Wednesday, July 30, 2014

Our Native Path

I grew up eating canned spinach, which we each seasoned with a dash of cider vinegar from the cruet on the table.

Since discovering Baked Kale Salad at a vegan restaurant a couple of weeks ago, i've been baking kale halfway to kale chips, then slicing it into thin strips. Since the baked kale is already olive-oiled and salted, today i added a dash of balsamic vinegar. I was immediately transported to heaven. The taste is so reminiscent of my soul food. (And i'm sure fresh kale is better than canned spinach!)

Perhaps we grew up in a particular spiritual tradition that just doesn't fit us anymore. If we are lucky, we discover
Wonder what path will beckon this 10-year-old?
our native spiritual path--the one we've been on all along, perhaps without having the name for it. The more retreats i go on, the more i recognize that i was doing Buddhist practices when i was five, eight, and ten years old, even though i grew up in the heartland of America.

There's something very familiar about this path. And i have to say: It tastes delicious.

Tuesday, July 29, 2014

The Zucchini Crime Rate

When Katie moved into our little town, she asked about the crime rate in the village (population 50). "None to speak of," said one neighbor. "Except in August, you'd best lock your car doors. Otherwise, you might could find a big old zucchini in the passenger seat when you get back into your car."

Hmmm. Is that generosity? It's not exactly "taking something which isn't offered." It's more like "giving something that isn't wanted." But everyone gets a big laugh out of it. And it gives the "crime victim" an opportunity to pull the same prank herself.

Monday, July 28, 2014

A Zucchini a Day

I'm harvesting 3 or 5 zucchinis every day, while they're still smallish. Obviously, I can't eat that much zucchini, so, on Sunday, the urban grandchildren picked 3 zucchinis each, and took them back to the city. Along with 3 big Walla Walla onions.

One of my neighbors, Whit & Tonia, have a lot going on this weekend--a married daughter home to give birth to her second child (this morning) and her father, my morning meditation neighbor, Whit, in the hospital for a still undetermined heart condition. He's having a defibrillator installed this afternoon. I took a zucchini casserole down for the 6 adults (Tonia, her 3 children and 2 spouses who were focusing on the 3 (now 4) grandchildren).

We practice generosity without even thinking about it.

We freely offer the fruits of our labors of love, the vegetables from our garden to our friends and neighbors. And our heart goes out to them.

Saturday, July 26, 2014

Share Our Surplus

The township i live in (population 1,800) has 3 tiny villages. One committee, the Transition (to Energy Independence) committee, has a Share Our Surplus program (S.O.S.). Every Saturday in July and August, they set up 3 farmstands--one in the east village, one in the west village, and one in the center village. If you're driving by, you can pick up or deliver the surplus from your garden. At the end of the day, a volunteer takes whatever remains to the Food Shelf in the nearby town.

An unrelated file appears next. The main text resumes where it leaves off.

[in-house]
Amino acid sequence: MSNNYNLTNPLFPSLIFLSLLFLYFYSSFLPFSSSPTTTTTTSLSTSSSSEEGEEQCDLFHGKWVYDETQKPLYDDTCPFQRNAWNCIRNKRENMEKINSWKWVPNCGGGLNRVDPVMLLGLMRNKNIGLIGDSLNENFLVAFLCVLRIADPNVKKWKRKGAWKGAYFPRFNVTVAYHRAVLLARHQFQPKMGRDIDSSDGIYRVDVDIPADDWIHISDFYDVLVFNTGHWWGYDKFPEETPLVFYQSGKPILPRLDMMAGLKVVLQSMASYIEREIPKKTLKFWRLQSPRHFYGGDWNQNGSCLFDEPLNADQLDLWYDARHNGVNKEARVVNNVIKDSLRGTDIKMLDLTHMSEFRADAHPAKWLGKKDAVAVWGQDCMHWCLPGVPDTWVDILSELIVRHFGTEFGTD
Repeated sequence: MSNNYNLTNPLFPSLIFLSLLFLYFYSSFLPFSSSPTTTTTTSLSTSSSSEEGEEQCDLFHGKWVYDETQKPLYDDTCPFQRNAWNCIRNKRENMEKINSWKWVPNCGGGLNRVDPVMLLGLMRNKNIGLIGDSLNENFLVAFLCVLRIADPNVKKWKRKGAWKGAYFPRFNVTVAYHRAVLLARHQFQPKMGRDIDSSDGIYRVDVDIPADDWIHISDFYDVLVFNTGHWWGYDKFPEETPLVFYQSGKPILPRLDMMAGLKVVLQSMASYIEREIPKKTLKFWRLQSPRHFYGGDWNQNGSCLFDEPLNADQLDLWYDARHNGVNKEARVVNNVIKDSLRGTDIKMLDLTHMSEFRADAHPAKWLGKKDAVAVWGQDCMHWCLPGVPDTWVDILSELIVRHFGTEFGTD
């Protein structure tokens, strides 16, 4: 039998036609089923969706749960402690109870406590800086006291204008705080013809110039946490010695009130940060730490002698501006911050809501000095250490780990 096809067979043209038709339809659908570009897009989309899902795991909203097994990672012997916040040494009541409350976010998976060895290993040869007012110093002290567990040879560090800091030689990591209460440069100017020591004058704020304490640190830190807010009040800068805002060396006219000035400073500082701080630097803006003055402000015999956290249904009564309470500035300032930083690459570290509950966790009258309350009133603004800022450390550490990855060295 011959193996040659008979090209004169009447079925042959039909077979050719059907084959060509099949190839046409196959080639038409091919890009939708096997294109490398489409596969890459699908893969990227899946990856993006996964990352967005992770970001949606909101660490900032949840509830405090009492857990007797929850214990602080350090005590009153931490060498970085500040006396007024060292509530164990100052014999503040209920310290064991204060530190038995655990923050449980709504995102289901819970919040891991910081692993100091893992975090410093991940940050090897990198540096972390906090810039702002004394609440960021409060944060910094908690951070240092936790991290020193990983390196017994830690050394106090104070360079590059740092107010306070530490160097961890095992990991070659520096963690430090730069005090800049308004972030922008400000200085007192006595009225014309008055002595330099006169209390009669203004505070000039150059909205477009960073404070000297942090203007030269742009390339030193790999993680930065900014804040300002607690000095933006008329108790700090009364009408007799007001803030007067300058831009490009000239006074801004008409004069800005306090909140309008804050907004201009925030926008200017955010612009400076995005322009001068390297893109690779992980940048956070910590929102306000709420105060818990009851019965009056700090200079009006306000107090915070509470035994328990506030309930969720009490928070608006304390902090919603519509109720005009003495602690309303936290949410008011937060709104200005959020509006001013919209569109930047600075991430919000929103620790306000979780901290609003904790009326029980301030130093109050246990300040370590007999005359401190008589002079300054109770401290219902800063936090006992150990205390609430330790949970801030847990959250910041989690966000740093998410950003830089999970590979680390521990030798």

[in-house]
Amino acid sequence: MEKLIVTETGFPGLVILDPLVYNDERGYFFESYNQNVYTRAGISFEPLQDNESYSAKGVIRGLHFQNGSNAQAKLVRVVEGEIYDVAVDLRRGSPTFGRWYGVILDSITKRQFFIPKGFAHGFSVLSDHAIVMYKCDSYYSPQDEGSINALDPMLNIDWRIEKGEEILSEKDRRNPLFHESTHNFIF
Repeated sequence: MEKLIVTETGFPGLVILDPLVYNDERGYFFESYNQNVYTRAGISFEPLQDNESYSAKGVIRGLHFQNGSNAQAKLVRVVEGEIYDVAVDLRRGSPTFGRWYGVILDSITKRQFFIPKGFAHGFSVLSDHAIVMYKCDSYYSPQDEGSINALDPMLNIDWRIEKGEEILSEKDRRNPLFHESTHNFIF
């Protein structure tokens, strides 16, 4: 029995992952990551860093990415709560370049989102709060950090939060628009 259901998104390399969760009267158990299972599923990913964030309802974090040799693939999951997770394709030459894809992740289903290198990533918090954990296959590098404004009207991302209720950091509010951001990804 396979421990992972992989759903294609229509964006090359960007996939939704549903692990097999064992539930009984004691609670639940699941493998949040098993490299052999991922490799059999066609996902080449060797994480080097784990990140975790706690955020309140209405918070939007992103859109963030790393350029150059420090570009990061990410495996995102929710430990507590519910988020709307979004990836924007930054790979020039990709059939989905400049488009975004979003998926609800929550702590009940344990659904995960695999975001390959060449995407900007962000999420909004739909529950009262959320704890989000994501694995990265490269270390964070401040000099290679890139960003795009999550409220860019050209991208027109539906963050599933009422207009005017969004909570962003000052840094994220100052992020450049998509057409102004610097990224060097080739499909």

All sorts of generosity are at work here:
  • the generosity of the gardeners who donate their extra veggies
  • the generosity of the volunteers on the committee who do all sorts of schlepping
  • even the generosity of the people who pick up free vegetables, thereby saving someone the work of disposal

Generosity is the first step on our spiritual path, and that path begins with a trip to your vegetable garden. Share your surplus with someone today.

Friday, July 25, 2014

Black Plastic Pros & Cons

Carole laid down black plastic in her vegetable garden to absorb and increase the heat in the soil for her peppers and tomatoes as well as to suppress the weeds. Now, a tribe of voles has taken up residence under the black plastic, and are pruning every plant in sight. Not only the broccoli and the beans, but also the peppers, including the hot peppers. (I wonder if the leaves and stems are as hot as the peppers?)

 We too lay down various forms of weedy thought suppression: Oh, i shouldn't think that or Oh, i shouldn't feel that way or I don't want to feel this painful feeling.

We try to grow nice-ness as our cover crop. And what happens? When we're not looking, our best efforts are nibbled away, undermined by the very feeling/thought we are trying to suppress.

Mindfulness is our refuge. Lean into that unpleasant feeling as if it's an acupressure point. Make friends with that unpleasant thought/feeling.

That's the way to grow a garden. Pepper your life with mindfulness.

Thursday, July 24, 2014

Goodbye, Lawn Mower

It's time to trade in the lawn mower. It has become incontinent--leaking oil onto the garage floor. Even though it just had its annual physical exam at the hardware store a couple of months ago, it's now back there again, on life support. This faithful servant of 22 years has to be retired from service.